How often does a problem that defies a solution in waking life get resolved in a dream?
Don’t know about you, but I believe that hard work combined with mastering one’s craft can solve just about any creative problem. Just about… Still, I find there remain certain VERY STUBBORN problems that refuse to be solved the normal way. After “banging my head against the wall” or trying to force a solution, the answer often appears—without effort—the moment I relax! This has happened to me so many times I now believe that the old saying, “If at first you don’t succeed, try, try again,” should be revised to say, “If you don’t succeed after try-trying again, TAKE A NAP ALREADY!” When the mind slows down and uncoils, problems naturally untangle themselves.
What accounts for the changes in our brains that give us solutions through dreaming? During the waking hours, our minds are full of high-frequency, low amplitude beta waves – somewhat like thousands of erratic of ripples on water. As we relax, the chaotic beta waves gradually transform in to alpha waves, which are slower frequency, larger amplitude, and more harmonious – similar to ocean waves rolling one after another onto a beach. As relaxation deepens, we enter actual sleep. The mind switches from alpha to theta waves, which are even slower and larger than alphas—more like the huge dip and swell out at sea. From here, new and wonderful wave patterns take us deeper into sleep, and ultimately into a state called REM or Rapid Eye Movement where the most vivid story-like dreaming occurs. It’s as though we close our eyes and fall asleep, and then our “inner eyes” open back up inside the dream-world during REM!
Below, we will look at some examples of three powerful ways dreams help the creative process. First, we’ll see how solutions reveal themselves while drifting off to sleep or slowly coming awake, a state called hypnagogia. Second, the full-blown dream of deep sleep may have irrational content that, on waking, inspires the core creative direction of a work. Third, we’ll see how dreams speak a language unique to the dreamer, redolent with symbols, characters, and bizarre events, capable of solving problems that defy logic and effort. Finally, I’ll give you three techniques you can use to make dreams a vital part of YOUR creativity.
Hypnagogia: preview of the dream world
“Sun is the reason all the happy trees are green
Then who can explain the light in your dreams?”
The state between being awake and falling asleep, called hypnagogia, is a time of visual and auditory hallucination—and inspiration! When falling asleep or slowly waking up, our minds cross a transitional threshold between states of consciousness. Entering the borderland between waking and sleep is a little like watching a movie trailer for the wild and messy world of dreams. Our eyes—and as you will see below, our ears and other sensations—apparently fall asleep before the rest of our mind does, kind of like a foot “going to sleep” while the rest of our muscles stay alert.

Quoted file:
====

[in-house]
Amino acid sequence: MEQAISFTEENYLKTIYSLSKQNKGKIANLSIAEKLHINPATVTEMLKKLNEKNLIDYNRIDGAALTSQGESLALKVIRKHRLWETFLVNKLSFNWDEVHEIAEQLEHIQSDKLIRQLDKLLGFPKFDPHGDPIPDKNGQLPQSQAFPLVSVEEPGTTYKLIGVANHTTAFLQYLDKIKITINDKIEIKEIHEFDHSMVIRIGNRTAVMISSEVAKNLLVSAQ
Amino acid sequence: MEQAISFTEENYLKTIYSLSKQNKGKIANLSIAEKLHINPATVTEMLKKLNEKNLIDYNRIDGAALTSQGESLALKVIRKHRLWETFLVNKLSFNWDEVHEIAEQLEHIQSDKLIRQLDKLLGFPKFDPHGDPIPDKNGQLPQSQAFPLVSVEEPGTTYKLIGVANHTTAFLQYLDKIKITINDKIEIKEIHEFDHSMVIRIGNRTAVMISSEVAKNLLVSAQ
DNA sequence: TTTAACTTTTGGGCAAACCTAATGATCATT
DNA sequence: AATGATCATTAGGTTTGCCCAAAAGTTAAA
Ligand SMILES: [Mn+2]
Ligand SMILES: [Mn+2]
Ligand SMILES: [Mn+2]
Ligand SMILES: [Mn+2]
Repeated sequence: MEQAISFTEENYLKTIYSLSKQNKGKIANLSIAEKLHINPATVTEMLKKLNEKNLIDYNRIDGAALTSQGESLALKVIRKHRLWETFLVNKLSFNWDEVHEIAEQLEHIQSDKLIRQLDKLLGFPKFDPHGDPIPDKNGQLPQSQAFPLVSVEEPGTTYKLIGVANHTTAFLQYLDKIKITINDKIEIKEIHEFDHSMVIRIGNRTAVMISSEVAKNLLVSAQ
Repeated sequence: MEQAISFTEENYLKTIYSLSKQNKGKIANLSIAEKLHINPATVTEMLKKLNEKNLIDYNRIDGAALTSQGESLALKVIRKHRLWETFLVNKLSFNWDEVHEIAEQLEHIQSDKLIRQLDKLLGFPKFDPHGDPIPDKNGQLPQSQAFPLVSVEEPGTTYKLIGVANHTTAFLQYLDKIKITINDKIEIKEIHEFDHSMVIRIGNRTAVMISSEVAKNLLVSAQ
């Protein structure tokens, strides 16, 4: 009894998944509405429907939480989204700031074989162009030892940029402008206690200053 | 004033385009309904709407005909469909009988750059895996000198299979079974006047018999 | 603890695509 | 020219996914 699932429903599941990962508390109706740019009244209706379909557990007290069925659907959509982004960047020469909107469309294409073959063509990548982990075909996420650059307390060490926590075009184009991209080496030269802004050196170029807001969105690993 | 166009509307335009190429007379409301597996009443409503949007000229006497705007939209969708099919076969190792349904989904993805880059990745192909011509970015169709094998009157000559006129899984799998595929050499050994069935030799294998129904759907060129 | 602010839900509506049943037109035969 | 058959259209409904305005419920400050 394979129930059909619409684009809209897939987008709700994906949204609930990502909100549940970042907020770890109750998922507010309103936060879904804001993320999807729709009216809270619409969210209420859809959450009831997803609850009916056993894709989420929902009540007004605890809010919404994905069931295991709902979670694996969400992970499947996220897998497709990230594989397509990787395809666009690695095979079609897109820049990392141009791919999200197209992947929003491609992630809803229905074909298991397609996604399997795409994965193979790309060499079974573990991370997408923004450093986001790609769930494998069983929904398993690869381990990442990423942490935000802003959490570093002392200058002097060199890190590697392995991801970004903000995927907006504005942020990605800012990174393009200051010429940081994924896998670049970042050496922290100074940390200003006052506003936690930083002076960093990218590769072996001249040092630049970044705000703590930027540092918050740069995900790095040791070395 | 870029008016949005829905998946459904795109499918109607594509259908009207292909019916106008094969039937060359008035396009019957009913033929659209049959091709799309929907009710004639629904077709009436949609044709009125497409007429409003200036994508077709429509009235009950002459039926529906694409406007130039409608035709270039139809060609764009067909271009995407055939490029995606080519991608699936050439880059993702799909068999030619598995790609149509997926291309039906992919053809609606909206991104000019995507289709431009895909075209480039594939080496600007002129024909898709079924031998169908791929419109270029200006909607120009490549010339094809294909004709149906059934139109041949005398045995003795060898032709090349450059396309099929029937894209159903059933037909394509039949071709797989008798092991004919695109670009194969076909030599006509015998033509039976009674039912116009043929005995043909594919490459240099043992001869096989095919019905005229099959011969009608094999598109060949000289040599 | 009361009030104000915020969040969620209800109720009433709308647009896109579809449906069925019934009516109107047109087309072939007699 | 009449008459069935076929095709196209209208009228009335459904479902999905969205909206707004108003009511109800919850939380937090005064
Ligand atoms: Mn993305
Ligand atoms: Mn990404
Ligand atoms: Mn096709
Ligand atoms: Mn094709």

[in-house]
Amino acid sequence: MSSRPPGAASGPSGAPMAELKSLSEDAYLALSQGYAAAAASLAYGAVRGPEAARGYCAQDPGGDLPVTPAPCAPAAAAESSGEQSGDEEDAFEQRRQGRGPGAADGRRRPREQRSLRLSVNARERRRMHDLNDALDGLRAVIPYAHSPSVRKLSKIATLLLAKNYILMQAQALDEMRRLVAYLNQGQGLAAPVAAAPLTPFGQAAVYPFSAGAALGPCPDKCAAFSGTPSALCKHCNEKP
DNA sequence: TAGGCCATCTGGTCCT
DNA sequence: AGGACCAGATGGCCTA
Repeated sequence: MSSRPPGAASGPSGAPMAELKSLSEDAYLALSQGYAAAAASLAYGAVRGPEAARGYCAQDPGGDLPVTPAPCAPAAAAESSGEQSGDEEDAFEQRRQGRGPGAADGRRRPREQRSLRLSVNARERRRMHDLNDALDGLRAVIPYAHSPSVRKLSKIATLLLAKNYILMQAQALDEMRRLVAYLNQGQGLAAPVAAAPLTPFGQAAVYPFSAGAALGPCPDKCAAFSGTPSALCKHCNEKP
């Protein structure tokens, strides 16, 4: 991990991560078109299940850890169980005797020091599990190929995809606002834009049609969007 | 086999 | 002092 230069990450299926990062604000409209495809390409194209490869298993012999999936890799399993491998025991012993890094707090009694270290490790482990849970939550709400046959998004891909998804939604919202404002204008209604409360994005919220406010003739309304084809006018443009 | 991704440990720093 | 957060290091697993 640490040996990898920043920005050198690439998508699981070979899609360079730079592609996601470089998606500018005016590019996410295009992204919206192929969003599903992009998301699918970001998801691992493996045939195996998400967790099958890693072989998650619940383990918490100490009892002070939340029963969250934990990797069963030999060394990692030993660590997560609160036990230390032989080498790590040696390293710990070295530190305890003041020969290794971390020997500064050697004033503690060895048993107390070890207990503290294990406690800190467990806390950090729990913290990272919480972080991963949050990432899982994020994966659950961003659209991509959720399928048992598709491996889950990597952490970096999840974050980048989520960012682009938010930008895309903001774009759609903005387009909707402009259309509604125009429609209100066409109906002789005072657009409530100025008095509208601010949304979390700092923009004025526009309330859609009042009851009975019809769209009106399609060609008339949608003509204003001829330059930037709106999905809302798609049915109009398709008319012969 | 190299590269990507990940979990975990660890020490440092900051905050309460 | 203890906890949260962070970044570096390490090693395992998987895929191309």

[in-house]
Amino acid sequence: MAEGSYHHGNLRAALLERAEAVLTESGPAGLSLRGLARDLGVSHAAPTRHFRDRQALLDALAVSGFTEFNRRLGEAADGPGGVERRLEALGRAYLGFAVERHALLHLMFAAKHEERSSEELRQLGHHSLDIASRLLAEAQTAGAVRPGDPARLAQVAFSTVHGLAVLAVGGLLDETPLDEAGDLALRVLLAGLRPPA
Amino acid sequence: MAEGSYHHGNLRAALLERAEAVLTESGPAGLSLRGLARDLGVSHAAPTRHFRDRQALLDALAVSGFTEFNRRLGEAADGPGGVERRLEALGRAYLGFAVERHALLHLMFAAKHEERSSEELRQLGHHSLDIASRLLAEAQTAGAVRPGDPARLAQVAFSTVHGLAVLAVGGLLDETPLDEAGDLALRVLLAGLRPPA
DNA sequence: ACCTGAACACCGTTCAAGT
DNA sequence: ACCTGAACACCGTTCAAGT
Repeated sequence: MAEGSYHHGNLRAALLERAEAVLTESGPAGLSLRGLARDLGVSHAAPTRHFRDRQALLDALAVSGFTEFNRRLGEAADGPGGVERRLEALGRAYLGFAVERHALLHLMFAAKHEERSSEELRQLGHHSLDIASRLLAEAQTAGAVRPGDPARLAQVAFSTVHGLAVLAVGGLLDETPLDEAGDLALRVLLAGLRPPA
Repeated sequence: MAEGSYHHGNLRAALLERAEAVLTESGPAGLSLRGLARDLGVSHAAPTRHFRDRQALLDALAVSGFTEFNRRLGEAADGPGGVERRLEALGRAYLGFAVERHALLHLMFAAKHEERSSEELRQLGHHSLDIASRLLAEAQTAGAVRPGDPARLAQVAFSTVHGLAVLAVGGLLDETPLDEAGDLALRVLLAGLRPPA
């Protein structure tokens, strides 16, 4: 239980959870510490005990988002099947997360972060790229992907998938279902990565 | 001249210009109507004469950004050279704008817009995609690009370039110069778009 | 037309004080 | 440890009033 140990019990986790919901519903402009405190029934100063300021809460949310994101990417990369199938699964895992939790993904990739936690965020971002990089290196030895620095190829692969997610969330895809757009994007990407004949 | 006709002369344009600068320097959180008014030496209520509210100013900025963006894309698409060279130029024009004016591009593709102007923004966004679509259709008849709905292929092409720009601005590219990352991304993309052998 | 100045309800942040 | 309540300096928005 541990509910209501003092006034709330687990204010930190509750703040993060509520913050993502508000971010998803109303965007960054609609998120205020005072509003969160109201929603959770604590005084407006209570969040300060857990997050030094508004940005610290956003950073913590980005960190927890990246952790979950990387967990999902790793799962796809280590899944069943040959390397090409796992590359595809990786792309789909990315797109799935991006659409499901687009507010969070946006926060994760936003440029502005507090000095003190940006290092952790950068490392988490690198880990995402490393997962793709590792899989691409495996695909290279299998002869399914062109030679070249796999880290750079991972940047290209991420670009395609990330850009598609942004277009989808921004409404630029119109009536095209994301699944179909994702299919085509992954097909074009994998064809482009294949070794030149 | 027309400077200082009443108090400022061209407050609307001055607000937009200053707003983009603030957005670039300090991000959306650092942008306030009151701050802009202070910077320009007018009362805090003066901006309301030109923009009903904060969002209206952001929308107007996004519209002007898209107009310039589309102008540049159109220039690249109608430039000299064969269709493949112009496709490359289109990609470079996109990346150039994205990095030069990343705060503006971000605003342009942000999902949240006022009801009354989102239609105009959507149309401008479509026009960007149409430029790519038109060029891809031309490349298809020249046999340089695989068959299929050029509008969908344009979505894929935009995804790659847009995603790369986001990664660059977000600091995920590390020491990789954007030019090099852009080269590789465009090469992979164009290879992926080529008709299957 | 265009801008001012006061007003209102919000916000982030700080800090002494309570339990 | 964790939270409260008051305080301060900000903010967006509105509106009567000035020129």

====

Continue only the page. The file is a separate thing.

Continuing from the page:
Studies show that hypnagogia is particularly helpful for exploring phantom or hallucinatory images while the mind is still capable of critical thought. In other words, while our eyes are metaphorically “open underwater,” already peering into the dream world, our minds are still “on dry land” and semi-awake: they can analyze, reason, and think in a logical way.
Did you know that it is possible to develop your ability to enter and stay in the hypnagogic state? Meditation, when regularly practiced, develops a specialized skill of “freezing” the hypnagogic process in the alpha wave stage, and later in theta waves—the first stage of sleep. This means we can use meditation as a doorway to deliberately open ourselves to creative solutions!
Here are some of the sensory phenomena that occur during hypnagogia:
- visual “sights” – including random geometric shapes and patterns called phosphenes, as well as other dreamlike hallucinations
- tetris effect – a sensation of movement, often following a new and repetitive task, such as skiing, driving a car, raking leaves, waiting tables, swimming, riding a boat, playing chess, and so forth
- sounds and auditory hallucinations – often fragmented and nonsensical such as hearing one’s own name, a doorbell ringing, random speech, or music!
The author Mary Shelley saw in a hypnogogic state the “creature” which became her most famous character: “Frankenstein.” She describes her mental state, “When I placed my head upon my pillow, I did not sleep, nor could I be said to think … I saw – with shut eyes, but acute mental vision … the pale student of unhallowed arts kneeling beside the thing he had put together. I saw the hideous phantasm of a man stretched out, and then, on the working of some powerful engine, show signs of life, and stir with an uneasy, half-vital motion.” What is interesting about Shelley’s account is that her vision was accompanied by intense fright. According to Jungian scholars, fear is the emotion a person often feels when new material ruptures up from the unconscious mind in a dream. Of course, it helps that “Frankenstein” falls within the horror genre!
Perhaps the most famous example of a problem solved during hypnagogia is August Kekulé’s discovery of carbon’s tetravalent (tetra=four) structure. Here, the hallucinated geometric patterns of hypnagogia led to a major scientific breakthrough. “I fell into a reverie, and lo, the atoms were gamboling before my eyes! … up to that time, I had never been able to discern the nature of their motion … the whole kept whirling in a giddy dance … I spent part of the night in putting on paper at least sketches of these dream forms. This was the origin of the Structural Theory.”
Apparently Kekulé, so impressed by the dreamlike state that he started exercising his “mental eye,” was rewarded with a second major scientific discovery. Dozing off by the fire, he “saw” abstract geometric shapes, which he perceived as atoms. Kekulé notes that he could now discern larger, more complex structures, one of which appeared to be a snake seizing its own tail (creating a circle). He woke and excitedly spent the rest of the night working out his circular hypothesis for the structure of the Benzene molecule.
I am enough of an artist to draw freely upon my imagination. Imagination is more important than knowledge. Knowledge is limited. Imagination encircles the world.
Not all problems can be solved with effort, logic, and normal rational approaches. Beyond the chimera of the hypnagogic state we enter the deeper realm of nighttime dreaming. Dreams can be perplexingly difficult to analyze or make hard rules about, yet they are full of the raw material of visualization, creativity, and inspiration. The tendency of dreams to be more intense or “real” than reality makes them one of the greatest tools for inspiring creativity. The artists, mathematicians, and inventors below used actual dream content for their creative daytime work.